Judd Steiner and Artie Straus have it all: wealth, intelligence, and the world at their feet as part of the elite, upper-crust Jewish community of 1920s Chicago. Artie is handsome, athletic, and popular, but he possesses a hidden, powerful sadistic streak and a desire to dominate. Judd is a weedy introvert, a genius who longs for a companion whom he can idolize and worship. Obsessed with Nietzsche’s idea of the superhuman, both boys decide to prove that they are above the laws of man by arbitrarily picking and murdering a Jewish boy in their neighborhood.

This new edition of Meyer Levin’s classic literary thriller Compulsion reintroduces the fictionalized case of Leopold and Loeb – once considered the “crime of the century” – to a new generation. This incisive psychological portrait of two young murderers seized the imagination of an era and is generally recognized as paving the way for the first non-fiction novel. Compulsion forces us to ask what drives some further into darkness, and some to seek redemption.

Heartbreaking as it is gripping, Compulsion is written with a tense and penetrating force that led the Los Angeles Times to call Levin, “the most significant Jewish writer of his times.”


“Meyer Levin’s astonishingly good novel is a period piece twice over […] COMPULSION is smartly structured to maximize suspense, and the book’s title is descriptive of the urge a reader feels to keep turning pages. The world of the upper class Chicago families is rendered in fine-stitched detail […] As psychological throller and as courtroom drama, this novel has few peers; it ascends to a Dostoyevskian level.”

The Wall Street Journal

“Before IN COLD BLOOD, before THE EXECUTIONER'S SONG, Meyer Levin’s COMPULSION was the standard-bearer for what we think of as the nonfiction novel […] Meyer Levin’s masterful skill as a writer and profound psychological insight into the characters of Nathan Leopold (transformed in the novel into Judd Steiner) and Richard Loeb (fictionalized as Artie Straus) produced a powerful, nuanced, and impressively credible depiction of two equally—but differently—disturbed minds.”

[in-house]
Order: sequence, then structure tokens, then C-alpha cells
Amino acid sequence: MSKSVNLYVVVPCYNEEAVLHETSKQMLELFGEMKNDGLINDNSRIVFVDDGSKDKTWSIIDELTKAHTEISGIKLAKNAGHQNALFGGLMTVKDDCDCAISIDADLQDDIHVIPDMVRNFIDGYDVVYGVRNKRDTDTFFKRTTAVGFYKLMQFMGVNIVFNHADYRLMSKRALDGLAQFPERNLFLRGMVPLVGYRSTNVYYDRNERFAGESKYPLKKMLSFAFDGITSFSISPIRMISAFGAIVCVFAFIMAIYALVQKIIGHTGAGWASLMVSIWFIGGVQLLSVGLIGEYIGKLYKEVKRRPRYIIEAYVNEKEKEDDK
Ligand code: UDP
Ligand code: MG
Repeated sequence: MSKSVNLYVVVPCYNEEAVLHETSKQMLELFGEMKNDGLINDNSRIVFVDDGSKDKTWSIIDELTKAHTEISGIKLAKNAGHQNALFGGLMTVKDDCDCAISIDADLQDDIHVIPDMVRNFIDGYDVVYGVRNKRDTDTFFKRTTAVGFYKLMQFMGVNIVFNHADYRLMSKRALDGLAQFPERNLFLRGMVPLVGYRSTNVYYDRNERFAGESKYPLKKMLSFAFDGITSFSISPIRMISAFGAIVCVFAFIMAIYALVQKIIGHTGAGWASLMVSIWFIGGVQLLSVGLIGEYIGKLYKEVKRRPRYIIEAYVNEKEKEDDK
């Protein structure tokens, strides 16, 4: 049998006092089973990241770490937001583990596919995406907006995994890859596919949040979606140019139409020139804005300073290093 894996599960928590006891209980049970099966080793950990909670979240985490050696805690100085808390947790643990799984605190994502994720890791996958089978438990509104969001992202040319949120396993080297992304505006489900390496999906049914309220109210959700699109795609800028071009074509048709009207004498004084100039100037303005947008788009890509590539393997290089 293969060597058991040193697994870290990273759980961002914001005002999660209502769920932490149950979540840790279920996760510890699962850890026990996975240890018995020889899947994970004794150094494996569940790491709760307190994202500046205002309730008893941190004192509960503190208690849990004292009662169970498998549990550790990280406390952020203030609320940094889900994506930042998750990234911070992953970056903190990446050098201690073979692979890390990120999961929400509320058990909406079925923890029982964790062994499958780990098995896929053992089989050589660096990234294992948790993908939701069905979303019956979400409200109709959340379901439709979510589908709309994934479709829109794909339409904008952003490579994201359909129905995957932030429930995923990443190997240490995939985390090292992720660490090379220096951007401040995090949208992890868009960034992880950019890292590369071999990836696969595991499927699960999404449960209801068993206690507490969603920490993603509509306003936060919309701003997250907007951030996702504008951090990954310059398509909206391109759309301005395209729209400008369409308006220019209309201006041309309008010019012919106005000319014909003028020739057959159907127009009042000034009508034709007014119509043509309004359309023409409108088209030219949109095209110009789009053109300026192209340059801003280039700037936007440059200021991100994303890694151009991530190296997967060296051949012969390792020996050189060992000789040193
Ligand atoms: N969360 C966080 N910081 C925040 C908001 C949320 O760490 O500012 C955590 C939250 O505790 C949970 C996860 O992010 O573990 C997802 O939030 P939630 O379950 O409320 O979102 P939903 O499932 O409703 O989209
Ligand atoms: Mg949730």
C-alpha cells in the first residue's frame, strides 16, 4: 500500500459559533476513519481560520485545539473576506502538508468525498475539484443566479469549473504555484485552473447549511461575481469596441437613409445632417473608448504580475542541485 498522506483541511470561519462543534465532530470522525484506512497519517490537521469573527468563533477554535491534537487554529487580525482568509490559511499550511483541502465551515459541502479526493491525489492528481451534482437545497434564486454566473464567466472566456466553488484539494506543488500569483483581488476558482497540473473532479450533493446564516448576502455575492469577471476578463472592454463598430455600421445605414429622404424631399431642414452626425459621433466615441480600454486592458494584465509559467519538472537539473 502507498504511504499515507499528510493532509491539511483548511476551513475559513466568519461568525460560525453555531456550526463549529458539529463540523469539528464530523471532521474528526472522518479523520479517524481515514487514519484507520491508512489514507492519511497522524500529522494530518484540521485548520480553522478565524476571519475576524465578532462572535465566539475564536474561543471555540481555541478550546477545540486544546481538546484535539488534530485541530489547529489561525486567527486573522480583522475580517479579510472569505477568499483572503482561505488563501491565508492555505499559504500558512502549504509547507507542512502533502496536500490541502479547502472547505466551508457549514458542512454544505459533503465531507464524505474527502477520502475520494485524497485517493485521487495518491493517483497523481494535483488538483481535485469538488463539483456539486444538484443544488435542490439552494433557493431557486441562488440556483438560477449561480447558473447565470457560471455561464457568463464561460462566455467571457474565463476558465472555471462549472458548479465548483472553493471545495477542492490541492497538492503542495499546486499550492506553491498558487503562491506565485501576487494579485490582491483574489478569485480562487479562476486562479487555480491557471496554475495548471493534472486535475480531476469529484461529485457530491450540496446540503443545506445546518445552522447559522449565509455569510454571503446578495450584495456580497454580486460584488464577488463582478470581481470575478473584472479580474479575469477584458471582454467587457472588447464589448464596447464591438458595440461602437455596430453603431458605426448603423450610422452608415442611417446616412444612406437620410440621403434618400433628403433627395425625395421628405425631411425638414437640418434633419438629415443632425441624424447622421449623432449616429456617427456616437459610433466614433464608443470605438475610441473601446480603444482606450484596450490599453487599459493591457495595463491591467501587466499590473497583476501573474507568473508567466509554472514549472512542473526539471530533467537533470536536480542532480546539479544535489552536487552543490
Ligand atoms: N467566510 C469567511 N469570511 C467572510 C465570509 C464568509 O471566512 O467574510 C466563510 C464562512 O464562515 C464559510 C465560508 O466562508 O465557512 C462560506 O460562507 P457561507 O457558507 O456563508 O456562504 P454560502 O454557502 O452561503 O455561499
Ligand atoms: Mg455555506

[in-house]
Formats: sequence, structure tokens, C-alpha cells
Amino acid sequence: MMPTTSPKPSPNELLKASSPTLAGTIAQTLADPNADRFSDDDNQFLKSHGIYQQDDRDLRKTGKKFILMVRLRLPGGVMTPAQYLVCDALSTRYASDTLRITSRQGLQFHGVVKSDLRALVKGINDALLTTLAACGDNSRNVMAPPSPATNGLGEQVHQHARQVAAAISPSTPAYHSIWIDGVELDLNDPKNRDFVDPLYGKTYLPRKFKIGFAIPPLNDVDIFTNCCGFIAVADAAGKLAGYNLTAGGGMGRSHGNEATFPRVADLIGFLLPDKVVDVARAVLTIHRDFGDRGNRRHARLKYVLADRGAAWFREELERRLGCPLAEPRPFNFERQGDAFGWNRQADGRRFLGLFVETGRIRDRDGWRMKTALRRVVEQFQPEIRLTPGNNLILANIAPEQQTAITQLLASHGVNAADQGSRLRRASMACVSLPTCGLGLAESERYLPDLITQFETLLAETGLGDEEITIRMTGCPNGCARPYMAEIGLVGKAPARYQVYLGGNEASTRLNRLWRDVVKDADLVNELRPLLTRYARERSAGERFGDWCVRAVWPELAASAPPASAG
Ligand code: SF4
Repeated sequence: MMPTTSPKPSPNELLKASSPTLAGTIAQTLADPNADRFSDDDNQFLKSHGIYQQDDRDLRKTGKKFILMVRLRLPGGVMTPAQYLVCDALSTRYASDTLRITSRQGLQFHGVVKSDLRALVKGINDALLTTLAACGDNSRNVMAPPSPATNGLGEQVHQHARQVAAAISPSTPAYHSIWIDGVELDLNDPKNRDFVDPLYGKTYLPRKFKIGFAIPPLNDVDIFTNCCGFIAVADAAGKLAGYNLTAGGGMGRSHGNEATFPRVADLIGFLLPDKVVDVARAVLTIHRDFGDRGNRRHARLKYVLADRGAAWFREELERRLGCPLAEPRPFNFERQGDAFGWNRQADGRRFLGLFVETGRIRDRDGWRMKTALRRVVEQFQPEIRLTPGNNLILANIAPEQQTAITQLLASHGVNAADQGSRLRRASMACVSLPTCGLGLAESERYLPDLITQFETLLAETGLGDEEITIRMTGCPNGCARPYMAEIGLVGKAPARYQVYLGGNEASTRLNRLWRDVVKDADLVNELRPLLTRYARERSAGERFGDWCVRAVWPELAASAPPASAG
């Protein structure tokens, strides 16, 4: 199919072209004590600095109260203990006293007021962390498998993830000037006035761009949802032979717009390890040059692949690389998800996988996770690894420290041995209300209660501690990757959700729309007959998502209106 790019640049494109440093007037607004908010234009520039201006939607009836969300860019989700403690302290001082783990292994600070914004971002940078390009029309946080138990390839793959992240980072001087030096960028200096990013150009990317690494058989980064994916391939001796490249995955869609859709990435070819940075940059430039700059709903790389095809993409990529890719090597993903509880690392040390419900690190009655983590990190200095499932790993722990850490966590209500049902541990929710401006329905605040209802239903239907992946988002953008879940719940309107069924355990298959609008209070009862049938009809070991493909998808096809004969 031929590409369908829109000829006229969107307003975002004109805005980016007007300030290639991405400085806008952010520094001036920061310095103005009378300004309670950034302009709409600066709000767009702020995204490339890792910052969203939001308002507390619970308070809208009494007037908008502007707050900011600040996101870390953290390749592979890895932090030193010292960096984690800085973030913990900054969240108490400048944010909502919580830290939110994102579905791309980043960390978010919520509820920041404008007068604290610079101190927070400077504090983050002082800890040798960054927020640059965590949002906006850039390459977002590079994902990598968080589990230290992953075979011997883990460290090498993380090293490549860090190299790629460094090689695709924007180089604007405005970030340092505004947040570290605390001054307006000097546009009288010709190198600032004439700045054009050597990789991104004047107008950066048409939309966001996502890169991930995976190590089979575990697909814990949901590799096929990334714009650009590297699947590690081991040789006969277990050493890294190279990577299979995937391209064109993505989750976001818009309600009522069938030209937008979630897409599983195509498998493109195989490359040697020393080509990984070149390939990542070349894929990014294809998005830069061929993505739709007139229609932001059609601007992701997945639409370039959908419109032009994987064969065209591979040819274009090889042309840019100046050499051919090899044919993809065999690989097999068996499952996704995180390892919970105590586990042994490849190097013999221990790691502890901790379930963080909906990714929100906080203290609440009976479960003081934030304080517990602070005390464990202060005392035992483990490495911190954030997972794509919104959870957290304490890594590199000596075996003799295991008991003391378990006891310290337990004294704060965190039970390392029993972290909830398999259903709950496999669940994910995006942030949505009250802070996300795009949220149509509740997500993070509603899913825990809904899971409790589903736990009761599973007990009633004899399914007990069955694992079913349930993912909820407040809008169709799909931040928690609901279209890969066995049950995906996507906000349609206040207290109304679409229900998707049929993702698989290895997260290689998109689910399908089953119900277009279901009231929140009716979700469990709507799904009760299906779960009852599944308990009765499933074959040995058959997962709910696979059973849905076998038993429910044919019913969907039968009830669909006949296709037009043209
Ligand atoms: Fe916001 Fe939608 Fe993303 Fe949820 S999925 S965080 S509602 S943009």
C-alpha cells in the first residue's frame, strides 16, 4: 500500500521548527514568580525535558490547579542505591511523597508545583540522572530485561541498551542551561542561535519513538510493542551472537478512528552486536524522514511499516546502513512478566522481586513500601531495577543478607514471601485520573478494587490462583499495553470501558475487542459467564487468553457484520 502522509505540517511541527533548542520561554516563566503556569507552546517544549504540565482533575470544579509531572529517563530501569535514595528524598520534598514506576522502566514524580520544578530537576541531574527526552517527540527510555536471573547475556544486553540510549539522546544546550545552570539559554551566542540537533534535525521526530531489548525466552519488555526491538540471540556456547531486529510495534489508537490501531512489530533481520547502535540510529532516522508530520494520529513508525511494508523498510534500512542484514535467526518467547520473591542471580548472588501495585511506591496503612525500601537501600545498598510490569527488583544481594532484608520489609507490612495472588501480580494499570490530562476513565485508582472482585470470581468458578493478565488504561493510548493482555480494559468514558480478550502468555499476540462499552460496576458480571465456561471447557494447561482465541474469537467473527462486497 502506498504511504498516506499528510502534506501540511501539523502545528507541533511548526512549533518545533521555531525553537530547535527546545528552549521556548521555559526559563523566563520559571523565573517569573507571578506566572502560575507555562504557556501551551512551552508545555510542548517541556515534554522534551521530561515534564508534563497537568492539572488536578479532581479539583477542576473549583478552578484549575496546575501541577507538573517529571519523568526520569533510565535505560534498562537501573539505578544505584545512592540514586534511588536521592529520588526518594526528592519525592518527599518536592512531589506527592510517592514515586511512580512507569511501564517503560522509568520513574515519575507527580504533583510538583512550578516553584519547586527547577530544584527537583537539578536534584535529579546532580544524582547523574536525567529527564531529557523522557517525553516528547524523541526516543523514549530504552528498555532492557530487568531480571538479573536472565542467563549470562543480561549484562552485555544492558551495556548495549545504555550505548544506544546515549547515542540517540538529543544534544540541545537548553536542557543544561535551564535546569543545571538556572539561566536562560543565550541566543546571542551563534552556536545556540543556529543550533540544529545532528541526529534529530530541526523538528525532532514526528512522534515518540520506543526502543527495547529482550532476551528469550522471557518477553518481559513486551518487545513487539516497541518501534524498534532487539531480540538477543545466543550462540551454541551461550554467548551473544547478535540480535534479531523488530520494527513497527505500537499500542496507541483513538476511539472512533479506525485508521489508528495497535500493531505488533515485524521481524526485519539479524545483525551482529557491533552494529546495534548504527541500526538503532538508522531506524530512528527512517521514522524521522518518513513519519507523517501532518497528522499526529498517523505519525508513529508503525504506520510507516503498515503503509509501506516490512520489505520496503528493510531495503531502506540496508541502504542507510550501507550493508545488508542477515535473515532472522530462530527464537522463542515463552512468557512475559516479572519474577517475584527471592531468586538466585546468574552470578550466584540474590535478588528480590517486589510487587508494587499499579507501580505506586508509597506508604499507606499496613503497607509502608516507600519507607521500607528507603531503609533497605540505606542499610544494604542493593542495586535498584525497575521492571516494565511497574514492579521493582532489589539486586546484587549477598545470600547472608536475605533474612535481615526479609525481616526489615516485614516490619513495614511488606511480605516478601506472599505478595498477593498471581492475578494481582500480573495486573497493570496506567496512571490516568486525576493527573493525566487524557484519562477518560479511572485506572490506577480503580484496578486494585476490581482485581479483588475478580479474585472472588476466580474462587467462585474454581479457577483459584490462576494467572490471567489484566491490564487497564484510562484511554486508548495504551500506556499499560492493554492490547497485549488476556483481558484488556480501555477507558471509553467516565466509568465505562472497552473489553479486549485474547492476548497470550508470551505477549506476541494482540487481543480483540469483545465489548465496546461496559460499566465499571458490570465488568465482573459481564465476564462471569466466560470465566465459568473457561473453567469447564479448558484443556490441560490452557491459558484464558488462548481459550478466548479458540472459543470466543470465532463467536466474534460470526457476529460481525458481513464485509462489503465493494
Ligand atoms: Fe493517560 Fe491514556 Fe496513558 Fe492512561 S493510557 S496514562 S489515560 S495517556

The Daily Beast

“Levin brings a compelling creative power rooted both in subjectivity and objectivity [...] he writes with the immediacy and intimacy of first-hand knowledge of the principals in the case. To this he adds the maturity of a man and novelist who probes the influences, the motives and compulsions, the psychological and pathological forces, that led to the monstrous crime [...] Mr. Levin succeeds brilliantly in creating high suspense in his fictional retelling of it.”

New York Herald Tribune Book Review

"Levin makes the senseless brutality of the murderers palpable, as well as the suffering of the survivors, who include Steiner’s devastated father, unable to comprehend how his child could become a killer [...] this holds up as a landmark legal thriller."

Publishers Weekly

"Paying close attention to historical detail, COMPULSION is a deftly crafted novel that documents author Meyer Levin as a particularly gifted storyteller that will keep his readers total engaged from beginning to end."

Midwest Book Review

“COMPULSION is one of the most powerful novels I’ve ever read. It will bring to mind classic Russian psychological novels; it was a groundbreaking novel in 1956 and it stands up superbly today.”

Huntington News

“Before Truman Capote’s In Cold Blood, before Norman Mailer’s The Executioner, ther was Meyer Levin’s COMPULSION, a docu-novel about the famous Leopold and Loeb murder case in the 1920s. If only for its rightful place in American literary history, COMPULSION is worth reprinting. But it is also valuable because of its author’s novelistic gifts–a convincing portrait of two brilliant psychopaths, a narrative capacity for a spellbinding tale, an auhtentic depiction of the 1920s Chicago moral and political landscape. COMPULSION is a credible portrait of an era, and an early example of an infamous crime turned into compelling fiction.”

Alan Lelchuk, author of American Mischief

“For nearly a century now, the Leopold and Loeb case has maintained a firm hold on the popular imagination, generating histories, movies, stage dramas, even musicals and comic books. Of this seemingly endless stream of retellings, Levin’s lightly fictionalized masterpiece—so true to reality that Leopold himself famously sued the author—remains the most gripping, psychologically penetrating, and purely readable account of one of America’s most sensational crimes.”

Harold Schechter, author of The Mad Sculptor: The Maniac, The Model, and the Murder that Shook the Nation

Awards & Accolades